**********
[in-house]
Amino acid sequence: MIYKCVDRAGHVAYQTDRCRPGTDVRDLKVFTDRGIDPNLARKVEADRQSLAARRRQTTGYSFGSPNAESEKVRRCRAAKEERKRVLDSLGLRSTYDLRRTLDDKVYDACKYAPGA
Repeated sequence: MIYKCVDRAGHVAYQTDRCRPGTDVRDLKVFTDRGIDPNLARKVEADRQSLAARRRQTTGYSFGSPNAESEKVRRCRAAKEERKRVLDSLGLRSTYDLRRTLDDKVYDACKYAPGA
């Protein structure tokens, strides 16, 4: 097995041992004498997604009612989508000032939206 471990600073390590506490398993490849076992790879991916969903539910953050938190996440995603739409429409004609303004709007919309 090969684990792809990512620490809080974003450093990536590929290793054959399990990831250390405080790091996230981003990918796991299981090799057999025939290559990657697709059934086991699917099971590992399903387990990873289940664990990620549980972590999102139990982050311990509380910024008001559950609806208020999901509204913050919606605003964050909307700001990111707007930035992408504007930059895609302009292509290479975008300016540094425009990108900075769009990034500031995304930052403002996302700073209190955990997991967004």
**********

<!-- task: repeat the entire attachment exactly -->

[in-house]
Amino acid sequence: MIYKCVDRAGHVAYQTDRCRPGTDVRDLKVFTDRGIDPNLARKVEADRQSLAARRRQTTGYSFGSPNAESEKVRRCRAAKEERKRVLDSLGLRSTYDLRRTLDDKVYDACKYAPGA
Repeated sequence: MIYKCVDRAGHVAYQTDRCRPGTDVRDLKVFTDRGIDPNLARKVEADRQSLAARRRQTTGYSFGSPNAESEKVRRCRAAKEERKRVLDSLGLRSTYDLRRTLDDKVYDACKYAPGA
């Protein structure tokens, strides 16, 4: 097995041992004498997604009612989508000032939206 471990600073390590506490398993490849076992790879991916969903539910953050938190996440995603739409429409004609303004709007919309 090969684990792809990512620490809080974003450093990536590929290793054959399990990831250390405080790091996230981003990918796991299981090799057999025939290559990657697709059934086991699917099971590992399903387990990873289940664990990620549980972590999102139990982050311990509380910024008001559950609806208020999901509204913050919606605003964050909307700001990111707007930035992408504007930059895609302009292509290479975008300016540094425009990108900075769009990034500031995304930052403002996302700073209190955990997991967004």